Archaeologists digging near a kibbutz in Southern Israel have come upon a giant prehistoric elephant tusk. The artifact belonged to a long-extinct straight-tusked elephant, which was hunted by early humans about half a million years ago.
According to Ari Levy, the field archaeologist at the Israel Antiquities Authority (IAA) who headed the dig, it is “the largest fossil tusk ever found at a prehistoric site in Israel or the Near East.”
The well-preserved relic measures more than eight feet in length and was first spotted by chance sticking out of the earth near Kibbutz Revadim by the biologist Eitan Mor.
After he reported it to the IAA, it took the team about two weeks to excavate it in an effort they nicknamed “Operation Elephant.”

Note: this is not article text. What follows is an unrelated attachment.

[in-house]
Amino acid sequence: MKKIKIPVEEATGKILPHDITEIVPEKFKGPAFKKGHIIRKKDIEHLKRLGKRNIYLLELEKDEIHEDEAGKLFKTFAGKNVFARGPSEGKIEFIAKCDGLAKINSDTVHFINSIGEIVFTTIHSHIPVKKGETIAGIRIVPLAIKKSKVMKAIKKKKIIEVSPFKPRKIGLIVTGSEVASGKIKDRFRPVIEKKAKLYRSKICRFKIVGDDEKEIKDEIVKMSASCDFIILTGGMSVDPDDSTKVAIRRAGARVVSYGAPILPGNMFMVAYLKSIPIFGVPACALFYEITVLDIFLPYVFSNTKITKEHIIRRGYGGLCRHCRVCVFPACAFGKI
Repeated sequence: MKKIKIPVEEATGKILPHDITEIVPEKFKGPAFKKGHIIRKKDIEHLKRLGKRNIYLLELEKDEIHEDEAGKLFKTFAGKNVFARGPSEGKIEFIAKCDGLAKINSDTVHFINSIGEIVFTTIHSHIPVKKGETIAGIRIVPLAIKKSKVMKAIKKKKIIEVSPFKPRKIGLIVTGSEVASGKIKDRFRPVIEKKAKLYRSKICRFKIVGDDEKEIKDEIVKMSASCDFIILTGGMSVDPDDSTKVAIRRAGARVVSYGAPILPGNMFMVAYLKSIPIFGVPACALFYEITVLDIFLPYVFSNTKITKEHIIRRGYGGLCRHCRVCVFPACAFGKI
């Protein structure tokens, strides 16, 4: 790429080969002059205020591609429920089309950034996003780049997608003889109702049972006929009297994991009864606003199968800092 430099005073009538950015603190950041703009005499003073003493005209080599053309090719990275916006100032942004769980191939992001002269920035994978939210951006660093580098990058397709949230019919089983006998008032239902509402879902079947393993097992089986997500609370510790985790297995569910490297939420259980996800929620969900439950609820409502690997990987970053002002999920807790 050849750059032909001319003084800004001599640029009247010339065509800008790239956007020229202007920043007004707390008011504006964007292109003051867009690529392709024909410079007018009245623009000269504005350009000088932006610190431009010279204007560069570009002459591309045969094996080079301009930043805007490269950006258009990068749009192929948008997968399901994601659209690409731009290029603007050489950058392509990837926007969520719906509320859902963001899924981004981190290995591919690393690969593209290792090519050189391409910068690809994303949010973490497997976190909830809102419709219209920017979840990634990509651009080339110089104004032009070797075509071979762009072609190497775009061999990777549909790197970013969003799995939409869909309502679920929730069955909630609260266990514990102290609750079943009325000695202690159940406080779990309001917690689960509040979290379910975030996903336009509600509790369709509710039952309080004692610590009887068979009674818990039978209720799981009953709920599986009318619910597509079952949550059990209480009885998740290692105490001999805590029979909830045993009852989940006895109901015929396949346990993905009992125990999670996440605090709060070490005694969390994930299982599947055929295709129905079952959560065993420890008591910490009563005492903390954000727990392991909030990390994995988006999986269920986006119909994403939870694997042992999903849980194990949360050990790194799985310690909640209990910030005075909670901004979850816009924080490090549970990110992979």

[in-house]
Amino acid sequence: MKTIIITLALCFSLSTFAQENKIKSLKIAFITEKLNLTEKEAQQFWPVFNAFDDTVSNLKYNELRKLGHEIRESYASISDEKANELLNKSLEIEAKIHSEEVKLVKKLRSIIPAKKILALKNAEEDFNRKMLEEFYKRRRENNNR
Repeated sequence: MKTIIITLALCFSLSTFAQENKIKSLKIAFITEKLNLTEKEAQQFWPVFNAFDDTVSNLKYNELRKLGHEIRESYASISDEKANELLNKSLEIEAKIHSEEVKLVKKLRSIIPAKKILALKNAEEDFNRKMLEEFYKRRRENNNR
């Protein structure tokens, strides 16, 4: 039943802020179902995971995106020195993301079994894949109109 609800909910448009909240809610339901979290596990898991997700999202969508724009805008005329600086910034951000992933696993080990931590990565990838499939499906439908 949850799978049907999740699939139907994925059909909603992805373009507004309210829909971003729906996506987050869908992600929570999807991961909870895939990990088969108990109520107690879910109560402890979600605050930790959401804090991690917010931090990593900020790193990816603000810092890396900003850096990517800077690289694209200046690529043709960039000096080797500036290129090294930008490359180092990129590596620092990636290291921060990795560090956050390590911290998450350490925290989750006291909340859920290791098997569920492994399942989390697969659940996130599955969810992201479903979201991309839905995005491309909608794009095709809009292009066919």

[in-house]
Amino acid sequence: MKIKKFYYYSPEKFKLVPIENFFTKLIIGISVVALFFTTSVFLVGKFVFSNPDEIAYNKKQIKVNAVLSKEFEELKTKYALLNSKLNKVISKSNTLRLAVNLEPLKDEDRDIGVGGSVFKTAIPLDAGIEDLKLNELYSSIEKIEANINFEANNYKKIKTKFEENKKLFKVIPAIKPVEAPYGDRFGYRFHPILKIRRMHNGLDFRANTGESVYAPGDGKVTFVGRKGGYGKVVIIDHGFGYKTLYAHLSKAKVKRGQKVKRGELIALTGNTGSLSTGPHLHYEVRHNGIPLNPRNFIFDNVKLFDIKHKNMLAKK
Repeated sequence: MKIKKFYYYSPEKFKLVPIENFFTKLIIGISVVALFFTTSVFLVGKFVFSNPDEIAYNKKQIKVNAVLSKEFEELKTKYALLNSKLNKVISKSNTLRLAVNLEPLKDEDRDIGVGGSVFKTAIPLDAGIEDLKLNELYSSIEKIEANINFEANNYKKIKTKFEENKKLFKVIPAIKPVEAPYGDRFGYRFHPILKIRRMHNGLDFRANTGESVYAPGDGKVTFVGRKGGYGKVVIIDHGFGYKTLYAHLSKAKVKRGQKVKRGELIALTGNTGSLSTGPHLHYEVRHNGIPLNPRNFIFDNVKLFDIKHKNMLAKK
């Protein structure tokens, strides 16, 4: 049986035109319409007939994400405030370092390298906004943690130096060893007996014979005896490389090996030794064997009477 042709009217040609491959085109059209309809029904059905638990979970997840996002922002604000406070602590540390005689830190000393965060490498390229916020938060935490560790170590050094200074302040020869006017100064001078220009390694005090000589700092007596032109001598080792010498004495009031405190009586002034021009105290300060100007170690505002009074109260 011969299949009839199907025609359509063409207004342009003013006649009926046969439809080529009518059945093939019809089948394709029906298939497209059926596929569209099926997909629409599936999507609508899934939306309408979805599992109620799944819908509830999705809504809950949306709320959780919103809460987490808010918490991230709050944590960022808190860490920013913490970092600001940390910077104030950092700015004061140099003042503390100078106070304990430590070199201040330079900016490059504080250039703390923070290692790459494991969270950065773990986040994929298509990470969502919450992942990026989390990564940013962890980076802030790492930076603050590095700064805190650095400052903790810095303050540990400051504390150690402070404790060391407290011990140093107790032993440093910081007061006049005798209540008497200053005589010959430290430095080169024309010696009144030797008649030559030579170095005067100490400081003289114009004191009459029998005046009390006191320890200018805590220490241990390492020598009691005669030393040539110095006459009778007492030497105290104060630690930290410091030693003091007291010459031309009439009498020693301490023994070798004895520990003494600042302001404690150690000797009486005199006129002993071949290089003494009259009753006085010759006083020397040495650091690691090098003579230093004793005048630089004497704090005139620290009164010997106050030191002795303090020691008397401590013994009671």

“The fossilized tusk is extremely fragile and it is likely to disintegrate when exposed to the air and sunlight, and to human touch,” Israel Hershkovitz from the Dan David Center for Human Evolution and Biohistory at Tel Aviv University said.
The archaeologists already knew that the site had been settled during the Late Lower Paleolithic period, some 500,000 years ago, by dating stone tools and other animal remains that had been discovered previously.
The dry surrounding terrain, a plain that runs parallel to the Mediterranean coast, was probably a swamp or shallow lake during the huge elephant’s lifetime. Other large mammals that would have roamed freely at the time include hippopotami, wild cattle, and wild horses.
That the tusk has found detached from the elephant’s skull raises questions over whether it held social or spiritual meaning for humans. It remains unknown whether the tusk was intentionally brought to the site or if the elephant had been hunted in that spot.
The tusk is currently undergoing conservation and will eventually be exhibited to the public at the National Campus for the Archaeology of Israel in Jerusalem.